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REVIEW: Is Aging an Inevitable Characteristic of Organic Life or an Evolutionary Adaptation?

Peter V. Lidsky1,a*, Jing Yuan1, Jacob M. Rulison1,2, and Raul Andino-Pavlovsky1,b*

1Department of Microbiology and Immunology, University of California San Francisco, CA, USA

2University of California Berkeley, CA, USA

Received September 27, 2022; Revised September 27, 2022; Accepted November 4, 2022
Aging is an evolutionary paradox. Several hypotheses have been proposed to explain it, but none fully explains all the biochemical and ecologic data accumulated over decades of research. We suggest that senescence is a primitive immune strategy which acts to protect an individual’s kin from chronic infections. Older organisms are exposed to pathogens for a longer period of time and have a higher likelihood of acquiring infectious diseases. Accordingly, the parasitic load in aged individuals is higher than in younger ones. Given that the probability of pathogen transmission is higher within the kin, the inclusive fitness cost of infection might exceed the benefit of living longer. In this case, programmed lifespan termination might be an evolutionarily stable strategy. Here, we discuss the classical evolutionary hypotheses of aging and compare them with the pathogen control hypothesis, discuss the consistency of these hypotheses with existing empirical data, and present a revised conceptual framework to understand the evolution of aging.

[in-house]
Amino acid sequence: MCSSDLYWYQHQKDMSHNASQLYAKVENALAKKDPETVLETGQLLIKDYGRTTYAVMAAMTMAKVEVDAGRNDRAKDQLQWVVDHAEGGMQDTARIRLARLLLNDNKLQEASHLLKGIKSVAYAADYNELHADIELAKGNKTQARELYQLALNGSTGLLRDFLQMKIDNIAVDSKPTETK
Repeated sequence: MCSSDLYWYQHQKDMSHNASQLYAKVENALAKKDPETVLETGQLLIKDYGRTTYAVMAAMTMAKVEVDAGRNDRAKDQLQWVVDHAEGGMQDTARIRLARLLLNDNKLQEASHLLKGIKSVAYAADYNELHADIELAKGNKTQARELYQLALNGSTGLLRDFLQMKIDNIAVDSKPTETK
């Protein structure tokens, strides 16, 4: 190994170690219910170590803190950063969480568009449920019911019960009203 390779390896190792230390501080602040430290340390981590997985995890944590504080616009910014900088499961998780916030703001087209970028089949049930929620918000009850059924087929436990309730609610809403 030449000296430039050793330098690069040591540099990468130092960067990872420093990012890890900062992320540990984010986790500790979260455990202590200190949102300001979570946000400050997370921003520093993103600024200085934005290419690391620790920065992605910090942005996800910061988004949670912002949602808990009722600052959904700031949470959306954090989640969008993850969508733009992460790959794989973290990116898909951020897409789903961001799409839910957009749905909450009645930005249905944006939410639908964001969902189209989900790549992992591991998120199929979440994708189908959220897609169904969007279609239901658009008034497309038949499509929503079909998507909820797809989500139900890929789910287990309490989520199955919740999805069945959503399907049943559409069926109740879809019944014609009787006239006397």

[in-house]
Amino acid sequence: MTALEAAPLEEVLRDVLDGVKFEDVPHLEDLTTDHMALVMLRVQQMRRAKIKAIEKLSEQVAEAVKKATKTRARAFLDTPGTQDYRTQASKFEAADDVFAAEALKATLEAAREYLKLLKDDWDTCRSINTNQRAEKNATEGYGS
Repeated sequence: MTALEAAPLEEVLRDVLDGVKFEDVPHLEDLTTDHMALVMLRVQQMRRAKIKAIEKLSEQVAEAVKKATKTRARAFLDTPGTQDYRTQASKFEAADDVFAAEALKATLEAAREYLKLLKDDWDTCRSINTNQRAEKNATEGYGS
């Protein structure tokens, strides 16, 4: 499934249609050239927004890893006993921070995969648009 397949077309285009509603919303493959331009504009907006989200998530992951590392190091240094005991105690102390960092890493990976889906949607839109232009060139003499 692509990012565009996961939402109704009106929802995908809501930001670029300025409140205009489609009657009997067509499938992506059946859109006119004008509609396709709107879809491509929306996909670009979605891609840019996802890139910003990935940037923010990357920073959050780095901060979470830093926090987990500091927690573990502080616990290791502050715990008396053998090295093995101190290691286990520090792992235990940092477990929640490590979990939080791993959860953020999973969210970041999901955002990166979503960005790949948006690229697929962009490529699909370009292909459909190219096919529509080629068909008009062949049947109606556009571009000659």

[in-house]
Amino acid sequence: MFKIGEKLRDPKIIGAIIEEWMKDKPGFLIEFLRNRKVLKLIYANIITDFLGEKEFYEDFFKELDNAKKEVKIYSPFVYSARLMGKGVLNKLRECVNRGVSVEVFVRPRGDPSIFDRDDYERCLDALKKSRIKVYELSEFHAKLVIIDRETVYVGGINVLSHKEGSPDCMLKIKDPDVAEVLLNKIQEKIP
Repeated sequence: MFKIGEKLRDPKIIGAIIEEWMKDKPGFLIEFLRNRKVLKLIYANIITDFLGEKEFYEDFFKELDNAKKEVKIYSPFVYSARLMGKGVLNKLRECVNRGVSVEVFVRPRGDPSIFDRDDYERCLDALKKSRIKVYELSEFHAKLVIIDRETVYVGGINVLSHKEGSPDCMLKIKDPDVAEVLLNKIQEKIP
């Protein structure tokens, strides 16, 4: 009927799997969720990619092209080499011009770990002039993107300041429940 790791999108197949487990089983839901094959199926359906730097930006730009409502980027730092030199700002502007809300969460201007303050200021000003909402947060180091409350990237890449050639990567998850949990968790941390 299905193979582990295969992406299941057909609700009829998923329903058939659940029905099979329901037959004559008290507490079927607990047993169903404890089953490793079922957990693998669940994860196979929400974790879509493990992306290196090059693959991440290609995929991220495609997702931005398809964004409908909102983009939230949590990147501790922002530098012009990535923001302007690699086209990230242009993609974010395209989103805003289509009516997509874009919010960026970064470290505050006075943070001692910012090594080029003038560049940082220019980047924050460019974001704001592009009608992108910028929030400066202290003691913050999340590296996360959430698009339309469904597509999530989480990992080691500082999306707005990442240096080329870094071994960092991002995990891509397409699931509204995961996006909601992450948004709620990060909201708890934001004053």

KEY WORDS: aging, evolution, infection, immunity, phenoptosis

DOI: 10.1134/S0006297922120021